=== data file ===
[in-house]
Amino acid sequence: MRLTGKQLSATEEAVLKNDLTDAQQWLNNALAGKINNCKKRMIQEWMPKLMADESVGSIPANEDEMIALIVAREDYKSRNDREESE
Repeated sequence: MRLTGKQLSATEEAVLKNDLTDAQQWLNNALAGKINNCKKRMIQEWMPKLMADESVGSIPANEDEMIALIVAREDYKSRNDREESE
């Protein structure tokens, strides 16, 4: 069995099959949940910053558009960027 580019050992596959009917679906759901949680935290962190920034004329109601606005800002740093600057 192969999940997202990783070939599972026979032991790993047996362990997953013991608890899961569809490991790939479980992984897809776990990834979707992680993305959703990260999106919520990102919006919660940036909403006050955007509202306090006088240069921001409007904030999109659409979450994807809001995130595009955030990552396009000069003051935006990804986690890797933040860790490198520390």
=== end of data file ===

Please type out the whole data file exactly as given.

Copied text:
[in-house]
Amino acid sequence: MRLTGKQLSATEEAVLKNDLTDAQQWLNNALAGKINNCKKRMIQEWMPKLMADESVGSIPANEDEMIALIVAREDYKSRNDREESE
Repeated sequence: MRLTGKQLSATEEAVLKNDLTDAQQWLNNALAGKINNCKKRMIQEWMPKLMADESVGSIPANEDEMIALIVAREDYKSRNDREESE
């Protein structure tokens, strides 16, 4: 069995099959949940910053558009960027 580019050992596959009917679906759901949680935290962190920034004329109601606005800002740093600057 192969999940997202990783070939599972026979032991790993047996362990997953013991608890899961569809490991790939479980992984897809776990990834979707992680993305959703990260999106919520990102919006919660940036909403006050955007509202306090006088240069921001409007904030999109659409979450994807809001995130595009955030990552396009000069003051935006990804986690890797933040860790490198520390």